Considerations for Nonmedication Therapy in Epilepsy
Experts explore the nonmedication paradigm in epilepsy management with regard to surgical and lifestyle-modification approaches.
Michael R. Sperling, MD; Trevor J. Resnick, MD; Jesus E. Pina-Garza, MD
PUBLISHED March 08, 2019
Michael R. Sperling, MD: When do you think about offering surgery, Trevor? When do you think about offering other nonstandard medication treatments?
Trevor J. Resnick, MD: So I look at it in 2 ways. One, if you look at the data of a medication failure, once you’ve tried 2 appropriate medications and they’ve failed, your chances of achieving seizure freedom are very, very small. So under that scenario, I will suggest that the patients be evaluated to see if they are candidates for surgery. There are other alternatives to surgery as a treatment for patients, but I think from a seizure-freedom standpoint, that’s the 1 treatment that offers the best option for the patient being seizure-free.
Michael R. Sperling, MD: And are there some people whom you would tend to move somewhat earlier into that surgical pipeline than others, for example?
Trevor J. Resnick, MD: Yes. So again, if you look at the Venn diagram, you know if they have a focal lesion and they have seizures and they have spikes on their EEG [electroencephalogram], so I will do that much earlier.
Michael R. Sperling, MD: So seizures and spikes referable to the lesions.
Trevor J. Resnick, MD: Referable to lesion. And obviously patients who are nonlesional or close to eloquent cortex, my resistance is higher.
Michael R. Sperling, MD: What about diet therapy, Eric? Do you recommend that fairly often?
Jesus E. Pina-Garza, MD: I use it for some of my patients. I still remember when we had that movie, First Do No Harm. I felt it did a little harm because it was misinformation. So the diet is not a natural treatment, but it’s an effective therapy for some patients. For some it’s actually their third therapy, like for glucose transport efficiency. So there are some places where you have definitely a niche for the diet. My experience is that it can help both kids and adults in all types of seizures. But if diet was easy, we would not have an epidemic of obesity. So it’s not easy. When you talk about just taking a pill once a day, we talk about problems with adherence; adhering to a ketogenic diet is not easy.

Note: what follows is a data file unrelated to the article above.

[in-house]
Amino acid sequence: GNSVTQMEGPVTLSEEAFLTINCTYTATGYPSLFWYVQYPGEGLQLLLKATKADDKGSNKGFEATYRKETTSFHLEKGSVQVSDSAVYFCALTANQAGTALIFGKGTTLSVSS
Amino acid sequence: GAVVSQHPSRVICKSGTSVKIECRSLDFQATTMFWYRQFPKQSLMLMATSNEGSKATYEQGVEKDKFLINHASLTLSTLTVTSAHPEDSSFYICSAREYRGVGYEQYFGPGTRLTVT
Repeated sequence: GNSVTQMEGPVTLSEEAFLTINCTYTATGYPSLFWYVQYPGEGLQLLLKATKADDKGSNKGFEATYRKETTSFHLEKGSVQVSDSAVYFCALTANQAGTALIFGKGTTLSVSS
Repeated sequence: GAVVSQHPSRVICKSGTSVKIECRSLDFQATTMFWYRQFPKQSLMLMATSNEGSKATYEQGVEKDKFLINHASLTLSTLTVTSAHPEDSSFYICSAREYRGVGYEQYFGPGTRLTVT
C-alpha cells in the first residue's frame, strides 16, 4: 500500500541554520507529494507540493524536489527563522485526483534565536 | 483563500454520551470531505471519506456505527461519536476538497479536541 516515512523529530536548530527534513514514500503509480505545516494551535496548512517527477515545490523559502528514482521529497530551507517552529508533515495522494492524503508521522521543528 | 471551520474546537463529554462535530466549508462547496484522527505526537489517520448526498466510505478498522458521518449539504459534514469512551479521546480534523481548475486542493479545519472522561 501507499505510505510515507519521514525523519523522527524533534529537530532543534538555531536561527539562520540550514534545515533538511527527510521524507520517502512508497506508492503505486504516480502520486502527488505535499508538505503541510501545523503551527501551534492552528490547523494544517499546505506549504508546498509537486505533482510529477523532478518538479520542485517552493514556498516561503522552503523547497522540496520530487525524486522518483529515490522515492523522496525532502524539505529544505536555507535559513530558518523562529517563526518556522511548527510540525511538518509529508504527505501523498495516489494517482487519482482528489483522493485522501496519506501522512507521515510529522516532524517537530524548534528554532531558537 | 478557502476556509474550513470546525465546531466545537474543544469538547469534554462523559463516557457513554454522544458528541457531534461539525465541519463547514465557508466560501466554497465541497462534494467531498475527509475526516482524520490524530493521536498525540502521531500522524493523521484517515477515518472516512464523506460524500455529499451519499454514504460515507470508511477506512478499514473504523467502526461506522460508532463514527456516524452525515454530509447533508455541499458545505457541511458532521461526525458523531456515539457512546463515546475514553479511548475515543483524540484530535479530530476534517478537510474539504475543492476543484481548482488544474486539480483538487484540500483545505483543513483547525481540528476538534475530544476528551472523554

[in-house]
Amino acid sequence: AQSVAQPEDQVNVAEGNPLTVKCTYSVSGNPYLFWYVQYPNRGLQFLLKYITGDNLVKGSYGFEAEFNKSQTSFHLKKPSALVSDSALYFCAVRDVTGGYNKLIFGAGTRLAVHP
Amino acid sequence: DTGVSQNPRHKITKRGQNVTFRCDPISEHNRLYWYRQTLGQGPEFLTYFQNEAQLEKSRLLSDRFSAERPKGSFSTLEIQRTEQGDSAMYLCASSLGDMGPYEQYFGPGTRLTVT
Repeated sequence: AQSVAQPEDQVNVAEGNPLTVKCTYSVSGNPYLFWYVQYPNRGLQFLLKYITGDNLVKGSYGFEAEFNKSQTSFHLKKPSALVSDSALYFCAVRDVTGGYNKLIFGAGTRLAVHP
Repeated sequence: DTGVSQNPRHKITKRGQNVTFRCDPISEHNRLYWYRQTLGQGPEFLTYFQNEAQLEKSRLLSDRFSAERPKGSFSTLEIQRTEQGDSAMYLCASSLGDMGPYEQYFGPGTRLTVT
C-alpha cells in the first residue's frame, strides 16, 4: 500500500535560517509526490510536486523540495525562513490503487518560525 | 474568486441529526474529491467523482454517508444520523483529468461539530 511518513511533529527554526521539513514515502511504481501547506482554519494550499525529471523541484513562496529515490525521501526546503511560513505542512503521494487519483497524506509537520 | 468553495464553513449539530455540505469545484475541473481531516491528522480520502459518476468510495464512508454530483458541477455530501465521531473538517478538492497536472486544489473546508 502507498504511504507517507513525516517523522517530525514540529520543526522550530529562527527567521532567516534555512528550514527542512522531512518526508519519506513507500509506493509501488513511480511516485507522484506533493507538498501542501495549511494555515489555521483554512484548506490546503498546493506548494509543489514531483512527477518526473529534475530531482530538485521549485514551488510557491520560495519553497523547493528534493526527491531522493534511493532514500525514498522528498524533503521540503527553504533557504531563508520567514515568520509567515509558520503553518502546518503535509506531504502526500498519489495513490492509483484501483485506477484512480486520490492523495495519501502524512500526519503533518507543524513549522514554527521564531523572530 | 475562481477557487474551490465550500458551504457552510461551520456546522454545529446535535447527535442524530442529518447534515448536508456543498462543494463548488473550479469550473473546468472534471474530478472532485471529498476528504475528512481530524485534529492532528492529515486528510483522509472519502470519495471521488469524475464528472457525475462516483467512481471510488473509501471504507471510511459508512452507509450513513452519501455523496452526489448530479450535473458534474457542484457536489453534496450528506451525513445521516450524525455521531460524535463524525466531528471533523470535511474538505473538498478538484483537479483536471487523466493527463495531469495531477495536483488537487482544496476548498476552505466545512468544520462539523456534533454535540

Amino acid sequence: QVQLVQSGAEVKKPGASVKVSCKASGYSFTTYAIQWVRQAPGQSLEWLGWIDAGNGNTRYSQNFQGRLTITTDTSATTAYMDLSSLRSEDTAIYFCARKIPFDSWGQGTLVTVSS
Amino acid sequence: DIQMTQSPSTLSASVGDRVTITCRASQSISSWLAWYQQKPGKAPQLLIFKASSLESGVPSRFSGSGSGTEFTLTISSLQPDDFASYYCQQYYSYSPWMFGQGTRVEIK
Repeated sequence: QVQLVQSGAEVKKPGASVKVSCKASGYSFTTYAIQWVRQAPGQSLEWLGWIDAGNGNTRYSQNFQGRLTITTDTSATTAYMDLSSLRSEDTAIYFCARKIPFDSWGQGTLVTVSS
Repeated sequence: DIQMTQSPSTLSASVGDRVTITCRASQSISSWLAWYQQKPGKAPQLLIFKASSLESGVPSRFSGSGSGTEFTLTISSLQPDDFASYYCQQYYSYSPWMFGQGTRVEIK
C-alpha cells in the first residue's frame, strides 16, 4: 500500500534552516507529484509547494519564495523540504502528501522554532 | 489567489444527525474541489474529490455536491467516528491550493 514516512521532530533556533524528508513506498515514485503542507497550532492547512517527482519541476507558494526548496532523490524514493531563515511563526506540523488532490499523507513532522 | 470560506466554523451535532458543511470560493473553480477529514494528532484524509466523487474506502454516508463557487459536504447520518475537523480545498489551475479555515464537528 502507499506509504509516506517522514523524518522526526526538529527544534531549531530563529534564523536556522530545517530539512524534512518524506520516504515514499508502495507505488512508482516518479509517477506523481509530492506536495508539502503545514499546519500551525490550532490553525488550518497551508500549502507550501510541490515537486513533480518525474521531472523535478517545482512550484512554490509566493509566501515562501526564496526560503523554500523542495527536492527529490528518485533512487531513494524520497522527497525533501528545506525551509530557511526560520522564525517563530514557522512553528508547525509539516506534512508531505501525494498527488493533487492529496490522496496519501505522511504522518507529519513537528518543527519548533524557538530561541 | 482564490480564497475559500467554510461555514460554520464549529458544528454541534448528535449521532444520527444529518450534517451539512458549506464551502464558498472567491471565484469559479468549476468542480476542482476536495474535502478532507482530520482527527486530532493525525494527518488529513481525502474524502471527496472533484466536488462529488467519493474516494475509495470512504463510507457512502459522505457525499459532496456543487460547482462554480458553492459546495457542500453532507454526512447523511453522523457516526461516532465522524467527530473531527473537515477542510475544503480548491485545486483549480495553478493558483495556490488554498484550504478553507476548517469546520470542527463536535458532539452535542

So there are circumstances where that makes it easy. For a person who is fed through a G-tube [gastronomy tube], it’s supereasy to provide that kind of treatment. I think a lot of the misconceptions about eating fat and the diet being a very high risk for heart disease probably are not correct because it is different eating a lot of fat when you don’t eat carbs, because you are burning that fat all the time. It’s effective for some patients, but it’s definitely hard. So I would say that less than 0.5% of my patients are receiving that type of therapy.
Michael R. Sperling, MD: I must say, even on the adult side, where diet is used far less than in children, we have had some success with it, or at least in getting people to try it. And the obesity epidemic, unfortunately, means that people are somewhat more open to trying diets if they could kill 2 birds with 1 stone. So the modified Atkins diet has been suggested to have some efficacy against seizures and may play a role in weight loss. I must say, I have not been terribly impressed by the efficacy. But it’s an easy thing to decide that it hasn’t worked if someone gives it a fair try after 2 or 3 months. And then you’ve ticked off that box, and if they’ve had a nice response then 1 could go.